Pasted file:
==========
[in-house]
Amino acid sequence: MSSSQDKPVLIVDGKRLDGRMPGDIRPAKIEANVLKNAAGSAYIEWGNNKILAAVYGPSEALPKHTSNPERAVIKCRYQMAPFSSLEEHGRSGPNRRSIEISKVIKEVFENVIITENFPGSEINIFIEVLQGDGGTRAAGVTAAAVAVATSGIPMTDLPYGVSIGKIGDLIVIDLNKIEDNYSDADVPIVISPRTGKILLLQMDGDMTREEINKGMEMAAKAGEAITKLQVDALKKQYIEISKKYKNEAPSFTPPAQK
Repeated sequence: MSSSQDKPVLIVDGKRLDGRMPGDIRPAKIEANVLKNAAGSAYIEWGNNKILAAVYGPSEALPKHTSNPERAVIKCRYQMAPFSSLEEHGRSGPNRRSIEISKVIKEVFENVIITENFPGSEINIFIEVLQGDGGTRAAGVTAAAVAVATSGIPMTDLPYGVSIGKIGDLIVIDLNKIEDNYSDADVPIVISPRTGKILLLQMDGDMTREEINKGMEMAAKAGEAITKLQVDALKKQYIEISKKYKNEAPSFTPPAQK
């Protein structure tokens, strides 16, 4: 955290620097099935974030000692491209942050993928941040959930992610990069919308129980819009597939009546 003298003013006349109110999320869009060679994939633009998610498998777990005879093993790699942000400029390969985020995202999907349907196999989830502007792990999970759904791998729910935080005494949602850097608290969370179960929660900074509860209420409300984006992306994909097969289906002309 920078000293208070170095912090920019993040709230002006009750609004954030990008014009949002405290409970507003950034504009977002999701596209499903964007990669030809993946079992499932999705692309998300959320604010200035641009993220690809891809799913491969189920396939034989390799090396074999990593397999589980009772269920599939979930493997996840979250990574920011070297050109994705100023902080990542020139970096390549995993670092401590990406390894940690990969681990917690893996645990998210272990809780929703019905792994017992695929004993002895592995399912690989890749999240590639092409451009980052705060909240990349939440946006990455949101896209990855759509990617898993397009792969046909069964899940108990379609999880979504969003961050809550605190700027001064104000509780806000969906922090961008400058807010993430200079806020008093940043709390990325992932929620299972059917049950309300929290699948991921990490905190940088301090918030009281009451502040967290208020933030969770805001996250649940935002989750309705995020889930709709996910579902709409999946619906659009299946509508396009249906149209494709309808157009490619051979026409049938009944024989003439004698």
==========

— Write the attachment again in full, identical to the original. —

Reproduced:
[in-house]
Amino acid sequence: MSSSQDKPVLIVDGKRLDGRMPGDIRPAKIEANVLKNAAGSAYIEWGNNKILAAVYGPSEALPKHTSNPERAVIKCRYQMAPFSSLEEHGRSGPNRRSIEISKVIKEVFENVIITENFPGSEINIFIEVLQGDGGTRAAGVTAAAVAVATSGIPMTDLPYGVSIGKIGDLIVIDLNKIEDNYSDADVPIVISPRTGKILLLQMDGDMTREEINKGMEMAAKAGEAITKLQVDALKKQYIEISKKYKNEAPSFTPPAQK
Repeated sequence: MSSSQDKPVLIVDGKRLDGRMPGDIRPAKIEANVLKNAAGSAYIEWGNNKILAAVYGPSEALPKHTSNPERAVIKCRYQMAPFSSLEEHGRSGPNRRSIEISKVIKEVFENVIITENFPGSEINIFIEVLQGDGGTRAAGVTAAAVAVATSGIPMTDLPYGVSIGKIGDLIVIDLNKIEDNYSDADVPIVISPRTGKILLLQMDGDMTREEINKGMEMAAKAGEAITKLQVDALKKQYIEISKKYKNEAPSFTPPAQK
């Protein structure tokens, strides 16, 4: 955290620097099935974030000692491209942050993928941040959930992610990069919308129980819009597939009546 003298003013006349109110999320869009060679994939633009998610498998777990005879093993790699942000400029390969985020995202999907349907196999989830502007792990999970759904791998729910935080005494949602850097608290969370179960929660900074509860209420409300984006992306994909097969289906002309 920078000293208070170095912090920019993040709230002006009750609004954030990008014009949002405290409970507003950034504009977002999701596209499903964007990669030809993946079992499932999705692309998300959320604010200035641009993220690809891809799913491969189920396939034989390799090396074999990593397999589980009772269920599939979930493997996840979250990574920011070297050109994705100023902080990542020139970096390549995993670092401590990406390894940690990969681990917690893996645990998210272990809780929703019905792994017992695929004993002895592995399912690989890749999240590639092409451009980052705060909240990349939440946006990455949101896209990855759509990617898993397009792969046909069964899940108990379609999880979504969003961050809550605190700027001064104000509780806000969906922090961008400058807010993430200079806020008093940043709390990325992932929620299972059917049950309300929290699948991921990490905190940088301090918030009281009451502040967290208020933030969770805001996250649940935002989750309705995020889930709709996910579902709409999946619906659009299946509508396009249906149209494709309808157009490619051979026409049938009944024989003439004698």